Wednesday, July 31, 2013

Health Care and Gymnastics

One very popular sport is gymnastics, and especially when the Olympics roll around every four years. Gymnasts appear to be treated like rock stars if they attain the level of medal winners, and they typically get lucrative endorsement contracts. But the few seconds spent on the international stage at that level are only a result of many years of painful pJractice—countless hours of attempting that perfect vault, that ethereal experience on the parallel bars, or that unbelievable floor routine.

When that young man or women finishes a spotless performance, the crowd roars to its feet with thunderous applause. But if there is a fall, or a break in the pattern, or some other mistake made by the performing athlete, a collective sigh comes from the audience, and the gymnast is aghast in disbelief. Gymnastic routines take special training, and the effort can be brutal. The work is punishing, and the injuries can be traumatic. As Jim McKay used to say on ABC Wide World of Sports some years ago: “the thrill of victory, and the agony of defeat” are certainly emotions felt by everyone who enters this physical training and activity.

When you think of gymnastics, you may picture young women doing flips on the 4-inch-wide beam, or men doing incredible feats of strength on the rings. But those images actually represent only two of the seven commonly-defined types of gymnastics, according to the About.com website for gymnastics. Women's artistic gymnastics has the most participants and is generally the most well-known of the types of gymnastics. It's also one of the first tickets to sell out at the Olympic Games.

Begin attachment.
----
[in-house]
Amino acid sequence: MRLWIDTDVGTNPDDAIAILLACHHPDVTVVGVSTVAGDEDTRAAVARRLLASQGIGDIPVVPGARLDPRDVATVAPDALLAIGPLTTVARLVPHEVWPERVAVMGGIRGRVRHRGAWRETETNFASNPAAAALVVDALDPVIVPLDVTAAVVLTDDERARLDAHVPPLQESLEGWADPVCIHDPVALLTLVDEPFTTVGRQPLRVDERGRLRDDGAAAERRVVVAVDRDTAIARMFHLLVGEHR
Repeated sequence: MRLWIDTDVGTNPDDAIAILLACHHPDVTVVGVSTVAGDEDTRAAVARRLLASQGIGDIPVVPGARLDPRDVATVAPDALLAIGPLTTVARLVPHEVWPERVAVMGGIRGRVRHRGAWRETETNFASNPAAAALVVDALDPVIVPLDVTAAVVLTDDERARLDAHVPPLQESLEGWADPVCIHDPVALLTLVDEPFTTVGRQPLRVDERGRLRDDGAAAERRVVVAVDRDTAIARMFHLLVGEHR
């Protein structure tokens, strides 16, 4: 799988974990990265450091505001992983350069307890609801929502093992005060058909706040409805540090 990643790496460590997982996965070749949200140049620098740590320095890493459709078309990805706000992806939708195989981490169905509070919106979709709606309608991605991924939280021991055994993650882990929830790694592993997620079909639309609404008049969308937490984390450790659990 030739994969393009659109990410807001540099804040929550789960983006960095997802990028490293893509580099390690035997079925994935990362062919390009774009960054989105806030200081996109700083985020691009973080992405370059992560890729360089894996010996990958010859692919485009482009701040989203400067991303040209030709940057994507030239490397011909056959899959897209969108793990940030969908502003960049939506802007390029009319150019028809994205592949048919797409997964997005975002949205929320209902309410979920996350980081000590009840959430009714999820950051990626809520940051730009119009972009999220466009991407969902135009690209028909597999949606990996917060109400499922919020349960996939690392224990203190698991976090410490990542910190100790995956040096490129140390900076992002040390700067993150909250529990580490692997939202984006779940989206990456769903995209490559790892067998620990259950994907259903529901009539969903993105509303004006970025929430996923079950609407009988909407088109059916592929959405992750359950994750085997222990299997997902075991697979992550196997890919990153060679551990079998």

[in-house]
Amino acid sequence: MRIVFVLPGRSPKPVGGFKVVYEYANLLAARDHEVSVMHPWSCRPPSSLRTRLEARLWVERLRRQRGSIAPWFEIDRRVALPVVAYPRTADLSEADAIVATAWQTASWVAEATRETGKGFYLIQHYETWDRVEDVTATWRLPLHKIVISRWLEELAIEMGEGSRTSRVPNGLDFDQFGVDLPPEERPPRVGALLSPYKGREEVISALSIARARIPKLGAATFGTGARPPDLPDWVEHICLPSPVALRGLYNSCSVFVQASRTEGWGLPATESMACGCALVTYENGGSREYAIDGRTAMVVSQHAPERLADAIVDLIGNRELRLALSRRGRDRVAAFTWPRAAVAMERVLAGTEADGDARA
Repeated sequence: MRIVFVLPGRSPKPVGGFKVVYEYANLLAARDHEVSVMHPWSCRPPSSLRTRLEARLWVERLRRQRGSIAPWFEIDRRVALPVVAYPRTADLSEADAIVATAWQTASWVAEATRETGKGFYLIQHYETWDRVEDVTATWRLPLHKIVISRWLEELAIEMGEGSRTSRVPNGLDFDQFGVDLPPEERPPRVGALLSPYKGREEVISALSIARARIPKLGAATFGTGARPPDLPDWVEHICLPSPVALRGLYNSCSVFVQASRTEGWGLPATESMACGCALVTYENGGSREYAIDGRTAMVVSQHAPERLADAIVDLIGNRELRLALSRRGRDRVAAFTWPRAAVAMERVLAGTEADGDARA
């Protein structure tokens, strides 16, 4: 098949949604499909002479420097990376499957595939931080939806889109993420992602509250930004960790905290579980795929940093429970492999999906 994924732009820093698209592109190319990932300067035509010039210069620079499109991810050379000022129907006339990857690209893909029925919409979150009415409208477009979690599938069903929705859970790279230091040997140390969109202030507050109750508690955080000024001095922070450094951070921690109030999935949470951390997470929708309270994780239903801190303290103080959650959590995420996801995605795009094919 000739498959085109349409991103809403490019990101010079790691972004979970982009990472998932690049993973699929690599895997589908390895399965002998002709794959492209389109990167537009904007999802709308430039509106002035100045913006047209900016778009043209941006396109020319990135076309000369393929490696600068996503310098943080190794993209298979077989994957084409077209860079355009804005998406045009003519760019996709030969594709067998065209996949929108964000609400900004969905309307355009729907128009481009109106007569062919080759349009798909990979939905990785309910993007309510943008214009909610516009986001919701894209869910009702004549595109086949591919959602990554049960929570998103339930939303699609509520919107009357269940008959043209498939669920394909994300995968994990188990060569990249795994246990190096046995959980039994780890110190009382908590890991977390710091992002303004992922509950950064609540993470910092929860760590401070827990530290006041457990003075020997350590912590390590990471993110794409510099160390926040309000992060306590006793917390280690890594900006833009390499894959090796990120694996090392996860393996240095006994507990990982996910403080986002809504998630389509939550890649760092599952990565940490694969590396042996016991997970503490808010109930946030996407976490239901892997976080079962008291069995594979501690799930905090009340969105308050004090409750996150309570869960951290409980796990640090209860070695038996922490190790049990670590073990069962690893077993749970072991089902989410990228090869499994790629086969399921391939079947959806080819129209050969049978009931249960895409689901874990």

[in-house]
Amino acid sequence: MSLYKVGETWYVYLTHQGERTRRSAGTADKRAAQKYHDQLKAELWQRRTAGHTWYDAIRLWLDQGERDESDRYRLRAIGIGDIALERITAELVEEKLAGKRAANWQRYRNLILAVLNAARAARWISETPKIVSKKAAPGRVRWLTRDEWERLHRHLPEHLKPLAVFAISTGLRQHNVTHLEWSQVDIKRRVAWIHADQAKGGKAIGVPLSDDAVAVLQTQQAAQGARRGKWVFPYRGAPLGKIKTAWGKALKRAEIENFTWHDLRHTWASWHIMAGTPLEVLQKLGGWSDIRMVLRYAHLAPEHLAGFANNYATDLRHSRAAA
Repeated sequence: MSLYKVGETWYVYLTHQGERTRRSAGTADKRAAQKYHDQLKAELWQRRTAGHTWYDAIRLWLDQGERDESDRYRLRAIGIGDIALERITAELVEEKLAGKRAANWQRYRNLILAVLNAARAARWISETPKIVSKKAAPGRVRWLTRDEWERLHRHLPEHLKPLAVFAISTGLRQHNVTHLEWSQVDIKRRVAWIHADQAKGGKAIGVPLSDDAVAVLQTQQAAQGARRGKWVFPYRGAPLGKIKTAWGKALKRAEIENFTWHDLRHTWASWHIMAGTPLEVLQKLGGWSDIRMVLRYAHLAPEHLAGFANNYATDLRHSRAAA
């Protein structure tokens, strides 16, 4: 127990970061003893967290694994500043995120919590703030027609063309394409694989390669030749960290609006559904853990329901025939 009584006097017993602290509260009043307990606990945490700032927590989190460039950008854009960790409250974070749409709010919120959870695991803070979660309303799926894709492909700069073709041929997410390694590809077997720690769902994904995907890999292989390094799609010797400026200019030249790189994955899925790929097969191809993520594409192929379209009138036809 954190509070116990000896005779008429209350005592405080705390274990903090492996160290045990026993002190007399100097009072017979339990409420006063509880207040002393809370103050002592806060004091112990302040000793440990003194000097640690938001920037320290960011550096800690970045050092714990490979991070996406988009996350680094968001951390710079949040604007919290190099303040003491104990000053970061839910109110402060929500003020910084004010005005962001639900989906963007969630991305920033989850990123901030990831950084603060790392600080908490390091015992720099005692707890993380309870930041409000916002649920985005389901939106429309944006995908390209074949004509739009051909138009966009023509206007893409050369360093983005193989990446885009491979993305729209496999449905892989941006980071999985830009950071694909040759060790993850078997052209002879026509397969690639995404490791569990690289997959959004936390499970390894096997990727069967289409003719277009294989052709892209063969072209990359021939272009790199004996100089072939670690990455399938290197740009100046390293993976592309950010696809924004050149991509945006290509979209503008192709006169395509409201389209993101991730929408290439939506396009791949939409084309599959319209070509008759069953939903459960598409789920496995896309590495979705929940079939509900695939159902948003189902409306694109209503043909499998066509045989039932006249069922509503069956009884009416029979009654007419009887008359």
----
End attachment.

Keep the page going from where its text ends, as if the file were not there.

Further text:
The Events: In women’s artistic gymnastics, athletes compete on four apparatus (vault, uneven bars, balance beam and floor exercise). Olympic competition consists of:

• Team -- Five athletes are on a team. In preliminaries, four athletes compete on each event and three scores count. In finals, three athletes compete on each event and every score counts towards the team total.

• Individual All-Around -- An athlete competes on all four events and the total score is added up.

• Individual Events -- An event champion is named on each apparatus.

Men’s artistic gymnastics is the second most popular type in the United States, and the oldest form of gymnastics. Men compete on six apparatus: floor exercise, pommel horse, still rings, vault, parallel bars and horizontal bar (usually called high bar). Olympic competition is held in the same format as women’s artistic gymnastics, with team, all-around and individual events competition. The only difference is that the men compete across their six events, whereas the women compete across their four events.

With Rhythmic gymnastics, gymnasts perform jumps, tosses, leaps, and other moves with different types of apparatus. This is currently a female-only sport in the Olympics. Athletes compete with five different types of apparatus: rope, hoop, ball, clubs and ribbon. Floor exercise is also an event in the lower levels of competition. At the Olympics, rhythmic gymnasts compete in:

• Individual All-Around -- An athlete competes on four of the five events (every two years, one apparatus is rotated out for that time period) and the total score is added.